November 16, 2010Doug Hadden
Doug Hadden, VP Products
What exactly is “government innovation’? Perhaps, like my presentation last year pointed out about “government performance”, many may see this as an oxymoron. Nada Teofilovic argues against the assumption that “bureaucratic administration lacks the prerequisites for innovation, namely creative thinking, idea experimentation and inventiveness.”
Innovation is an underlying theme for my upcoming presentation on Government 2.0.
Ms. Teofilovic describes innovation using the Government of Canada as a case study:
In response to a range of economic, political and ideological demands, the structures and processes of governance are changing and modernizing. The traditional public service is developing creative ways to address fiscal restraints and citizen demands for efficient service delivery; conventional, process-oriented public administration is giving way to results-focused public management; and federal departments are collaborating and working horizontally to overcome the hegemony of central agencies. In view of these developments, innovation is becoming a reality in government.
Government 2.0 support government as an economic innovation incubator and as services modernization.
Innovation is alive and well in government and will be further transformed thanks to Government 2.0, as described in Steven Johnson’s Where Good Ideas Come From: The Natural History of Innovation
government is, at bottom, a mechanism for collective action. We band together, make laws, pay taxes, and build the institutions of government to manage problems that are too large for us individually and whose solution is in our common interest.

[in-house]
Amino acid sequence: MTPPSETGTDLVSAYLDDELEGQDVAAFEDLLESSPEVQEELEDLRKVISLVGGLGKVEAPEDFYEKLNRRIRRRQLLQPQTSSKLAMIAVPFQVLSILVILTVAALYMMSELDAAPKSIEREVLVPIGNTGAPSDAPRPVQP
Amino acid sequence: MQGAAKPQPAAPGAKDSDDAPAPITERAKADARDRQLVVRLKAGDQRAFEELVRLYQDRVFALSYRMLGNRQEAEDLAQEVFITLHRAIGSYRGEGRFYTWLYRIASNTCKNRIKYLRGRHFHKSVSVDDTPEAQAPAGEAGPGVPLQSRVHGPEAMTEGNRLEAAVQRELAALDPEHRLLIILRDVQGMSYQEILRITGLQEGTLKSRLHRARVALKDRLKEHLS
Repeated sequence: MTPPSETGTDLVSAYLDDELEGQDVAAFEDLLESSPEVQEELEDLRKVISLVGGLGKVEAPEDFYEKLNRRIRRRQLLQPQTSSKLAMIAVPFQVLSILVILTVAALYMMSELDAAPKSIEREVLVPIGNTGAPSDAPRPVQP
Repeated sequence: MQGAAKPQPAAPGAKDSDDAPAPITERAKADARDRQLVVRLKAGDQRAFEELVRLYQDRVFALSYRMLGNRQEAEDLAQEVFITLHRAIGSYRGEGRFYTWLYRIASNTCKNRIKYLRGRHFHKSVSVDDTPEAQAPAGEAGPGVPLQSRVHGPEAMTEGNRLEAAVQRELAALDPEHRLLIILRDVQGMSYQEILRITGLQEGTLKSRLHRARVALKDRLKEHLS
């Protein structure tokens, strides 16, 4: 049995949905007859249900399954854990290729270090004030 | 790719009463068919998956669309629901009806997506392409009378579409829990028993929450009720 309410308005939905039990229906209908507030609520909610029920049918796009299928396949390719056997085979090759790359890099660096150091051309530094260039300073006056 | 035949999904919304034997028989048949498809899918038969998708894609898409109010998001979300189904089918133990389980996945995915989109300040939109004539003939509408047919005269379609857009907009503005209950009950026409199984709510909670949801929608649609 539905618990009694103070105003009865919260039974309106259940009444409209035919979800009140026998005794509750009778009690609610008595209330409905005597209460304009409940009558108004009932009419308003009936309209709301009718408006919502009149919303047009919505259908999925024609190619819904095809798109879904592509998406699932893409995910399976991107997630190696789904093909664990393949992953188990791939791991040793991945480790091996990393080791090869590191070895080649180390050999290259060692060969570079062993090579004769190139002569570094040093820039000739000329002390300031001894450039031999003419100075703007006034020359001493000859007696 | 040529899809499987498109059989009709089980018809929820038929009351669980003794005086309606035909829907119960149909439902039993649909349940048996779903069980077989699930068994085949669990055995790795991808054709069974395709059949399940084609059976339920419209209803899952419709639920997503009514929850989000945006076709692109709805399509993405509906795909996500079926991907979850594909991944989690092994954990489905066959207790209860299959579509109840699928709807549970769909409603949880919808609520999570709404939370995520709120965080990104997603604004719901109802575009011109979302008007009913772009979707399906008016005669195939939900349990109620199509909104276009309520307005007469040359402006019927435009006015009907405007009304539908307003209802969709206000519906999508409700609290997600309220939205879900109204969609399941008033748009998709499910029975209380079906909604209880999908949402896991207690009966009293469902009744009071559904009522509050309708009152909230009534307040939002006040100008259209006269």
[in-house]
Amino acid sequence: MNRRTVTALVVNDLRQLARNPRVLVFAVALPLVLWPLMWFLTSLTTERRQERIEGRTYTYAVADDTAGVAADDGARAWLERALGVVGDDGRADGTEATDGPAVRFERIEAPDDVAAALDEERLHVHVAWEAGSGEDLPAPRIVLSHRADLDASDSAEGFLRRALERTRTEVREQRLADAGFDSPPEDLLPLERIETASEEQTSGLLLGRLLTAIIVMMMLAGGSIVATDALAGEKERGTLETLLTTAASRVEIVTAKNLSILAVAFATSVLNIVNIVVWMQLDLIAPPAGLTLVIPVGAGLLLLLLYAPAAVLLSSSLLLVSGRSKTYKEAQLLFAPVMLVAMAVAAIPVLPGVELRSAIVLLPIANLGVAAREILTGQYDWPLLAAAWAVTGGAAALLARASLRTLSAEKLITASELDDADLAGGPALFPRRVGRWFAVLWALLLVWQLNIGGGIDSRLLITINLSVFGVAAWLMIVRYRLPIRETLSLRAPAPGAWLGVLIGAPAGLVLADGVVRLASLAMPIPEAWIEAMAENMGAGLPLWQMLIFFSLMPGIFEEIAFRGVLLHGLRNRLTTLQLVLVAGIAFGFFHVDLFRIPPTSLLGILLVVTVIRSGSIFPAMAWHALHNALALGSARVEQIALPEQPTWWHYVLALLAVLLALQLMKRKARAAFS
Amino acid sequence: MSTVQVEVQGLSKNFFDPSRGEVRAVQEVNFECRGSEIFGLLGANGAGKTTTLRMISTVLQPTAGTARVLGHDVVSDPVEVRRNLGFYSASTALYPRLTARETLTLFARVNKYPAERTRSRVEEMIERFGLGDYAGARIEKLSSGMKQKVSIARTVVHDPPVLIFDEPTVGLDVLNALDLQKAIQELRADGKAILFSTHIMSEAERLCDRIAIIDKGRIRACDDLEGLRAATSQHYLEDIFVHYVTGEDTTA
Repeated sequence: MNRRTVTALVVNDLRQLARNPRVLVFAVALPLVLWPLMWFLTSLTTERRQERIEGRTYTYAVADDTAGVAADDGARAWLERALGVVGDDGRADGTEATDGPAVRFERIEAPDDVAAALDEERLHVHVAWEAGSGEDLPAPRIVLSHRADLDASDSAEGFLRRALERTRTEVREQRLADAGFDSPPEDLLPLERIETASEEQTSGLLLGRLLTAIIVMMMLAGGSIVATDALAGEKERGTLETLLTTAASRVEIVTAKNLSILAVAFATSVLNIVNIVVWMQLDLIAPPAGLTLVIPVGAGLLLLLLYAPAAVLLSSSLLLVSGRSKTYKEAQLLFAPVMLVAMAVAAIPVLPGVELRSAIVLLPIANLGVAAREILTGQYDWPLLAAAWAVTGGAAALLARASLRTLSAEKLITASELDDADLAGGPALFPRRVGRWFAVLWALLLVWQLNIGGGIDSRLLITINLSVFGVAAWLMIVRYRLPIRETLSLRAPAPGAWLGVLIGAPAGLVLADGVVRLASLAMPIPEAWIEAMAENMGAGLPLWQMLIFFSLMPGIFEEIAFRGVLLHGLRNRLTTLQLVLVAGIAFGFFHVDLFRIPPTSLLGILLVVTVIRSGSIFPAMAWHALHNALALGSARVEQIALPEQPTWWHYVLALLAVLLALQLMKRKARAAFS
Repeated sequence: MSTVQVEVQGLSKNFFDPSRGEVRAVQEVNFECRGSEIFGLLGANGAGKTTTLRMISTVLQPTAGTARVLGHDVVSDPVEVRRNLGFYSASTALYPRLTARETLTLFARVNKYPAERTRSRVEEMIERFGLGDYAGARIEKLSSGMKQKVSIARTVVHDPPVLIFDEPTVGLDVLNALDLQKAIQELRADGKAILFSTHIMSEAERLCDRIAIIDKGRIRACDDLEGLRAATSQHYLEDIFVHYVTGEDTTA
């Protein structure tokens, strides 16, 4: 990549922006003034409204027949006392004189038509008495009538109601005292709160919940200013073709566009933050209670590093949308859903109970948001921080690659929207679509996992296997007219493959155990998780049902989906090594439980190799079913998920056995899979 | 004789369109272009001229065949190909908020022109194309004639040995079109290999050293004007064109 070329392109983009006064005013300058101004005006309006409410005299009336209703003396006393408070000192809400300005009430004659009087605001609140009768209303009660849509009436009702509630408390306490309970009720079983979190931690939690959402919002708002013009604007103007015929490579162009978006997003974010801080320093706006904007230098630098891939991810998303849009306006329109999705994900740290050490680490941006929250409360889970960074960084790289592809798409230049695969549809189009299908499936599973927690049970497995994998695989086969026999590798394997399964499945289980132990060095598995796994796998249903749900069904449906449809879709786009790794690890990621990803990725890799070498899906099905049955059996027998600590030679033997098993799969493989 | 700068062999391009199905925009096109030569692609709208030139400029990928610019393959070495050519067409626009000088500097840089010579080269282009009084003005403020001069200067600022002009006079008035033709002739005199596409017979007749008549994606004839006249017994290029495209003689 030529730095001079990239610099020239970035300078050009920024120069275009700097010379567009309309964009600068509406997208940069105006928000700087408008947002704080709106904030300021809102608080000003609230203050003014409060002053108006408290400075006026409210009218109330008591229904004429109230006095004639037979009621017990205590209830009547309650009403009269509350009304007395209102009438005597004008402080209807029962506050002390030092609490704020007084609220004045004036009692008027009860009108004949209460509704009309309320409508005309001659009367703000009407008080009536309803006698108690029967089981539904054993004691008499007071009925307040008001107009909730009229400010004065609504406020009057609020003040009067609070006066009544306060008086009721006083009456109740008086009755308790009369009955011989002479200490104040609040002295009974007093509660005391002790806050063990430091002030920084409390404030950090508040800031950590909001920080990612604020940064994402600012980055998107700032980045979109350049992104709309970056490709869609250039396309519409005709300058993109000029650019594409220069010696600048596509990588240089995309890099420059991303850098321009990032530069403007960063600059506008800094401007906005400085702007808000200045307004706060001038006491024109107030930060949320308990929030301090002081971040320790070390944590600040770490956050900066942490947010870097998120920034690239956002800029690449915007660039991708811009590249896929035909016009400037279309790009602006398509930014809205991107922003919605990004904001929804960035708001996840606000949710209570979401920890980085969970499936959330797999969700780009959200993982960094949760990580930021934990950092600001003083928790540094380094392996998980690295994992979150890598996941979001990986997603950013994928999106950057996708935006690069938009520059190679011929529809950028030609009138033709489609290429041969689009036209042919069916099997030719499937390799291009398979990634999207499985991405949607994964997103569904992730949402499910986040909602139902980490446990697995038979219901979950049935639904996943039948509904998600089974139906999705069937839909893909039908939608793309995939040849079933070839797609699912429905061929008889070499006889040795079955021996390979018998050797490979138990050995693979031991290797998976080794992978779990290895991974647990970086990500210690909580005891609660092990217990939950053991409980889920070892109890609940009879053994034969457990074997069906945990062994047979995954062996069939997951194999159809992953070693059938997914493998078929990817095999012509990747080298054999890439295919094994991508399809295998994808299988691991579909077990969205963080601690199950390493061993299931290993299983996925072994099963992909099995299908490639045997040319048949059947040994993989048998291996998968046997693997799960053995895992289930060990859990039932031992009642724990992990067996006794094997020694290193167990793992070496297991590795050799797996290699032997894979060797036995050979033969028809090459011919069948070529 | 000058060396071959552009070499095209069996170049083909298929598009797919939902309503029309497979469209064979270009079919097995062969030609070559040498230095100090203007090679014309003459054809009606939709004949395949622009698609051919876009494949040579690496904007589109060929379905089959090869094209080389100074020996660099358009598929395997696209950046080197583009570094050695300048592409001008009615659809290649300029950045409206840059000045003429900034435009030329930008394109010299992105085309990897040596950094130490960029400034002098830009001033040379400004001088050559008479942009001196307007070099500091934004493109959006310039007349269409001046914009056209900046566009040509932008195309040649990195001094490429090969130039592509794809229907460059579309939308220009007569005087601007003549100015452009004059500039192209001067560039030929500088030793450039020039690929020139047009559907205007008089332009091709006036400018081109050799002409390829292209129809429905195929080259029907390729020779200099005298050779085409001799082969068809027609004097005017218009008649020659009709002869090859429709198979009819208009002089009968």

There are many who resist this notion of government as a “technology platform” or that “open data” can generate economic value. These are a bit hard to prove using legacy measurement tools. Nevertheless, there is compelling evidence of “government as platform” in the analogue world – the Internet, GPS, road and rails systems.
As Mr. O’Reilly sees it:
Government 2.0, then, is the use of technology—especially the collaborative technologies at the heart of Web 2.0—to better solve collective problems at a city, state, national, and international level.
Governments are striving for services innovation. Reform of government to provide a better value to citizens has become a major political theme for the past 3 decades, according to Dr. Elaine Kamarack.
Government 2.0 promises to extend the value of citizen and business services beyond traditional e-government. E-government has focused primarily on computerizing service delivery and supporting transactions. Process-centric services. Structural. Not the services that can be enabled through collaboration, as I’ve described in a white paper about Knowledge Management 2.0 and Government 2.0.
Government 2.0 offers improved effectiveness in internal collaboration that can result in improved services.
Government application categories include:
- Internal: internal by governments
- External: external to government with government involvement
- Structural: follow government structure and mandate
- Social: enable collaboration
Our framework suggests that there are three classes of applications:
- Back-office: operational budget, financial and civil service management-transaction management
- E-Government: exposing government information and transactions
- Government 2.0: social networking whether exclusively internal or collaborating externally
Therefore, Government 2.0 has the potential to extend services innovation from back-office and e-government functions. And, it has the potential to provide innovation separate from structural applications.
Latest posts by Doug Hadden (see all)
- Leadership and Government Digital Transformation - February 22, 2018
- Technology Foundation for Digital Transformation - February 16, 2018
- Government Digital Transformation: From Systems of Record to Systems of Innovation - February 14, 2018
- How Can GovTech Close the Governance Gap? - January 29, 2018